Chicago philanthropist Richard Driehaus (1942-March 9, 2021) has passed and the praises of his life coming from so many circles leave me convinced that his was a life well lived. By sheer happenstance, I learned of his existence, of his interests, his influence, and the compatibility of all that he stood for with the things that I also stand for. Sadly, I never met him, for we would have found tremendous common ground. In my estimation, Driehaus stands shoulder to shoulder with two others whose philosophies have stood tall against the present degradations of modernity: Dana Gioia (who I have met) and Sir Roger Scruton (who my other half briefly corresponded with). Such personages are not to be taken lightly. Their lives are worth studying.Continue reading “A Life Worth Studying”
“For we put the thought of all that we love into all that we make.”J.R.R. Tolkien, The Fellowship of the Ring
Before I tell you precisely where I’m taking you, let me give you the backstory that turned into a game changer when I learned how to work some practical helps into my life
Responsible people finish all their chores. Really? Prove it!
You know how people tell you to make lists so you don’t forget to carry out tasks? I make lists—lots and lots of them. Then I lose them, make new ones, find the old ones again and think, “Oh, here is something I forgot to put on my new list,” or, “Here’s something that would really put me over the top.” That list never gets shorter. Never.Continue reading “Editing Your Goals”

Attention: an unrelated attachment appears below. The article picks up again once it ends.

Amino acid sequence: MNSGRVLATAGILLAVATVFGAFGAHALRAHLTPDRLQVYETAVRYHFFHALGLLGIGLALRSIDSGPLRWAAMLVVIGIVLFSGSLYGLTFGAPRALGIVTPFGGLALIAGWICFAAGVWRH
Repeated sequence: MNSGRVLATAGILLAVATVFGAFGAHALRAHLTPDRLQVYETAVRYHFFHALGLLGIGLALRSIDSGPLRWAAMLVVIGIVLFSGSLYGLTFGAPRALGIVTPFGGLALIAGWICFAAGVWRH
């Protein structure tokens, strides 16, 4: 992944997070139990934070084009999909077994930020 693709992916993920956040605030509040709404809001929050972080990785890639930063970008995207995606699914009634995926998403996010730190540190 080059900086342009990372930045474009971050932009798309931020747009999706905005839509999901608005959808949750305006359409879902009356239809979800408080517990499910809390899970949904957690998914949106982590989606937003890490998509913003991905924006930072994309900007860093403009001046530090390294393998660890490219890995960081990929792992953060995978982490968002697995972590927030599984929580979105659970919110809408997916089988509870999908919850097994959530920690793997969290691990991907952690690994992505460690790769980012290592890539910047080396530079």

While I am currently tied up finishing a nine-year-old book draft, there has been no time to post fresh material here. But I ran across something this morning that struck me as so outstanding, I knew it had to stand in for me today.
Mark Jackson recently published an outstanding critique of a resurrected 10-year-old film, The Black Swan (2010), which starred Natalie Portman. I know people who loved that film; I personally detested it. In his article, “Rewind, Review, and Re-rate ‘Black Swan’: Making a Case for Bringing Back Sacredness to Art,” Jackson admits that the performances were all sterling. (Portman won an Oscar, by the way.) In fact, even I admit it is a literary masterpiece. But does that redeem its darkness?Continue reading “Bringing Sacredness Back to Art”